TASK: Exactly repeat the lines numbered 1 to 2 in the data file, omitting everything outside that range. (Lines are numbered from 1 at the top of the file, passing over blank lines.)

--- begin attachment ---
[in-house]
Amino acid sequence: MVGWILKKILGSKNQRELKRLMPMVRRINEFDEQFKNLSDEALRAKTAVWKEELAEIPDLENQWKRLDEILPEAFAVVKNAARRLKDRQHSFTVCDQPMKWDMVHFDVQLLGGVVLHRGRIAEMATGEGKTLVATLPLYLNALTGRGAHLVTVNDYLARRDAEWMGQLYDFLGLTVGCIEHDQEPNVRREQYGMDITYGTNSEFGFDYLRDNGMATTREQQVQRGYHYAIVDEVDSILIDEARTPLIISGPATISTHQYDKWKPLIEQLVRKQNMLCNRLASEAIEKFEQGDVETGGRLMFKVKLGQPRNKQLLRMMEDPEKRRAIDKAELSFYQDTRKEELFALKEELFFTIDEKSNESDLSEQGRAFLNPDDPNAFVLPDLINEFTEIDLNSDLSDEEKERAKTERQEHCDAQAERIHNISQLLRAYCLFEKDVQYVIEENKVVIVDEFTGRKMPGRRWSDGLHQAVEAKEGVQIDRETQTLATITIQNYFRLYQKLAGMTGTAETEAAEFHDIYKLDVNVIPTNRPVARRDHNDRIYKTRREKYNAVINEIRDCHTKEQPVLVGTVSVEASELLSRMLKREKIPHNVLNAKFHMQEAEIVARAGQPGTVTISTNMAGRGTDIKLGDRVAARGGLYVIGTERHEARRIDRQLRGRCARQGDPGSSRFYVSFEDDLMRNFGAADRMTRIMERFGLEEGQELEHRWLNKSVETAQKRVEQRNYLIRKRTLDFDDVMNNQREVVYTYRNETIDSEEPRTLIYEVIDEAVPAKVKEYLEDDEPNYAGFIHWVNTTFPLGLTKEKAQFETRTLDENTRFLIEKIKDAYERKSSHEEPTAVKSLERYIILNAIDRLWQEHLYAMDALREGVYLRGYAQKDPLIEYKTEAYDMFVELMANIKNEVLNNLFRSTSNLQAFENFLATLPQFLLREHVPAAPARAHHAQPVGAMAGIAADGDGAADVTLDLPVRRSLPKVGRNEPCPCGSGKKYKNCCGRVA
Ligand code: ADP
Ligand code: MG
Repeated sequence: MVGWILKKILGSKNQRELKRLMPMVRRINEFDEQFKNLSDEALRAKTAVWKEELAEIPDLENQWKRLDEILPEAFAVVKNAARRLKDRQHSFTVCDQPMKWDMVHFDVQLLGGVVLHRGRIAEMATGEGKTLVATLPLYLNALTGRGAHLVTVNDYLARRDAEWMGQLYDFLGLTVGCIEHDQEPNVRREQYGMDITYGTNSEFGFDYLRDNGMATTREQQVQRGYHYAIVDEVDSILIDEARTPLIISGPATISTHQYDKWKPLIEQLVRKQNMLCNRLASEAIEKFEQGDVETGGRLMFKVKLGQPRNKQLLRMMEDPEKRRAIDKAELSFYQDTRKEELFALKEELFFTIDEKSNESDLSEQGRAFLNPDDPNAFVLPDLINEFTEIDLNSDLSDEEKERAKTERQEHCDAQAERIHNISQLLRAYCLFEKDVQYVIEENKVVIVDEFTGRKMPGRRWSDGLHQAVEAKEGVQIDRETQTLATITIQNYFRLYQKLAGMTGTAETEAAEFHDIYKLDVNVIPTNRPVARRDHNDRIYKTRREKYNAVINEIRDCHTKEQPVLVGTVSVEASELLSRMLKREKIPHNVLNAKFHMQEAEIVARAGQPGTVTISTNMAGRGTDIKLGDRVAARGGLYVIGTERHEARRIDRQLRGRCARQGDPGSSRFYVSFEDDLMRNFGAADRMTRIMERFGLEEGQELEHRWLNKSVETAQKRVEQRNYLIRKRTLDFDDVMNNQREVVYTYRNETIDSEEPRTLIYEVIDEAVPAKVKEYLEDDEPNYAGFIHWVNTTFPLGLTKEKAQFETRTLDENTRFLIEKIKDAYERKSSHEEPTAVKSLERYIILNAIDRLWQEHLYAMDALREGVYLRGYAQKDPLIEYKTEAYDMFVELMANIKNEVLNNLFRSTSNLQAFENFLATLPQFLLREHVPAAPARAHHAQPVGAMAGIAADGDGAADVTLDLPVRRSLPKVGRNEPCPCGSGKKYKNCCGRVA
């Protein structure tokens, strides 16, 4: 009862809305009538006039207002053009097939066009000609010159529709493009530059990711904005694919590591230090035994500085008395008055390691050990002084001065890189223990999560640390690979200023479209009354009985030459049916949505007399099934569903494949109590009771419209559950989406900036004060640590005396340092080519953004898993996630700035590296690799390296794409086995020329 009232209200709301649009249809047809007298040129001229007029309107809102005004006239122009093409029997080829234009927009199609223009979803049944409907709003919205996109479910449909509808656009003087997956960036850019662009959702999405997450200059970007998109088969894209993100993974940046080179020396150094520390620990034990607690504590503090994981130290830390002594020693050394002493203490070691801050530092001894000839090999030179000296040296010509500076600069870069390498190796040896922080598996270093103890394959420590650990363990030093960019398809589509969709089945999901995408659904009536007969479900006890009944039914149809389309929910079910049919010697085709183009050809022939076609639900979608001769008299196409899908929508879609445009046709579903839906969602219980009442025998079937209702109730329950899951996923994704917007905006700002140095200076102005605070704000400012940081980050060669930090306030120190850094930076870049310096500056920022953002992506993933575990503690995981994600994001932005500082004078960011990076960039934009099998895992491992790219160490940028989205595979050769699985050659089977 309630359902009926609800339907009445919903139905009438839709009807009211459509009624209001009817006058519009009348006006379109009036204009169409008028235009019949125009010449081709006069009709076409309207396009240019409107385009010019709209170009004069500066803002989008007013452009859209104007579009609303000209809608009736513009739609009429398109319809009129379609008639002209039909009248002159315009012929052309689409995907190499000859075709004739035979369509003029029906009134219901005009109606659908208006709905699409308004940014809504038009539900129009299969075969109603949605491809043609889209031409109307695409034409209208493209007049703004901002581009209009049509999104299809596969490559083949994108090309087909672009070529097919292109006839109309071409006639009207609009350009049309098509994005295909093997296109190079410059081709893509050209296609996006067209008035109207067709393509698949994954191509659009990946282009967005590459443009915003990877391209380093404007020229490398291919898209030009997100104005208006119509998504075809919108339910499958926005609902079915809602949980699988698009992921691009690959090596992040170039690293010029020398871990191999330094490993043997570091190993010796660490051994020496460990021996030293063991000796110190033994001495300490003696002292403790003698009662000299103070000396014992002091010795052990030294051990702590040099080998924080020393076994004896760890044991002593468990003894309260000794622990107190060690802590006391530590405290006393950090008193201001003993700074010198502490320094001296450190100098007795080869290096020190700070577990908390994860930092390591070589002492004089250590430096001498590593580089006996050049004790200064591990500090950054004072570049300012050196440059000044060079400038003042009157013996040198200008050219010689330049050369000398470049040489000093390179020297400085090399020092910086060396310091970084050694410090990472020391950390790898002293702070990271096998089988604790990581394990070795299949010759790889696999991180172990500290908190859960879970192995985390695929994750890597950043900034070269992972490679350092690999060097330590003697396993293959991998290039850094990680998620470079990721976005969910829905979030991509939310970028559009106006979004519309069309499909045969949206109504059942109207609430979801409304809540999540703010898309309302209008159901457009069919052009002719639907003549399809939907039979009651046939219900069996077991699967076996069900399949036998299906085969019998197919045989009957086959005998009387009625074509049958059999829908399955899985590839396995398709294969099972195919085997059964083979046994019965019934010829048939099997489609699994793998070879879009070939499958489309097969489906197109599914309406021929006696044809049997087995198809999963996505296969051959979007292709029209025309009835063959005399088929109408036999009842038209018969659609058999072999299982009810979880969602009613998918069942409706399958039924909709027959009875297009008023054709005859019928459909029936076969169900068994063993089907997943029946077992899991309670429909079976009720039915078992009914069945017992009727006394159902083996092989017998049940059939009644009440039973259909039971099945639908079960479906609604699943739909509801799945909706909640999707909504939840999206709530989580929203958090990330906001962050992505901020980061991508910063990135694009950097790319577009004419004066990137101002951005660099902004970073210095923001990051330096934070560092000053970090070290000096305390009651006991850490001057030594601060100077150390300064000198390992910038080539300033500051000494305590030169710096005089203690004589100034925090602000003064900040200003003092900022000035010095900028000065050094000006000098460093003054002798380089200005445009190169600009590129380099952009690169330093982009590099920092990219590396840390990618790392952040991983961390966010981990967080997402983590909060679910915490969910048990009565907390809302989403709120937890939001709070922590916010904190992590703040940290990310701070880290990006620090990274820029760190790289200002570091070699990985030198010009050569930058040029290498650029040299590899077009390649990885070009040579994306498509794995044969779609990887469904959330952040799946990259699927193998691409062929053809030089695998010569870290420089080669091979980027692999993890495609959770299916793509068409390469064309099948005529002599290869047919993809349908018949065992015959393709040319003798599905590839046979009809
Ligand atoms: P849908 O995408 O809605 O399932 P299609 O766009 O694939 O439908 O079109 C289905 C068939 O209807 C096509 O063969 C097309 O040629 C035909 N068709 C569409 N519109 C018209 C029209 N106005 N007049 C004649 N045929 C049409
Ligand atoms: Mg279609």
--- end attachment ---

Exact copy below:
[in-house]
Amino acid sequence: MVGWILKKILGSKNQRELKRLMPMVRRINEFDEQFKNLSDEALRAKTAVWKEELAEIPDLENQWKRLDEILPEAFAVVKNAARRLKDRQHSFTVCDQPMKWDMVHFDVQLLGGVVLHRGRIAEMATGEGKTLVATLPLYLNALTGRGAHLVTVNDYLARRDAEWMGQLYDFLGLTVGCIEHDQEPNVRREQYGMDITYGTNSEFGFDYLRDNGMATTREQQVQRGYHYAIVDEVDSILIDEARTPLIISGPATISTHQYDKWKPLIEQLVRKQNMLCNRLASEAIEKFEQGDVETGGRLMFKVKLGQPRNKQLLRMMEDPEKRRAIDKAELSFYQDTRKEELFALKEELFFTIDEKSNESDLSEQGRAFLNPDDPNAFVLPDLINEFTEIDLNSDLSDEEKERAKTERQEHCDAQAERIHNISQLLRAYCLFEKDVQYVIEENKVVIVDEFTGRKMPGRRWSDGLHQAVEAKEGVQIDRETQTLATITIQNYFRLYQKLAGMTGTAETEAAEFHDIYKLDVNVIPTNRPVARRDHNDRIYKTRREKYNAVINEIRDCHTKEQPVLVGTVSVEASELLSRMLKREKIPHNVLNAKFHMQEAEIVARAGQPGTVTISTNMAGRGTDIKLGDRVAARGGLYVIGTERHEARRIDRQLRGRCARQGDPGSSRFYVSFEDDLMRNFGAADRMTRIMERFGLEEGQELEHRWLNKSVETAQKRVEQRNYLIRKRTLDFDDVMNNQREVVYTYRNETIDSEEPRTLIYEVIDEAVPAKVKEYLEDDEPNYAGFIHWVNTTFPLGLTKEKAQFETRTLDENTRFLIEKIKDAYERKSSHEEPTAVKSLERYIILNAIDRLWQEHLYAMDALREGVYLRGYAQKDPLIEYKTEAYDMFVELMANIKNEVLNNLFRSTSNLQAFENFLATLPQFLLREHVPAAPARAHHAQPVGAMAGIAADGDGAADVTLDLPVRRSLPKVGRNEPCPCGSGKKYKNCCGRVA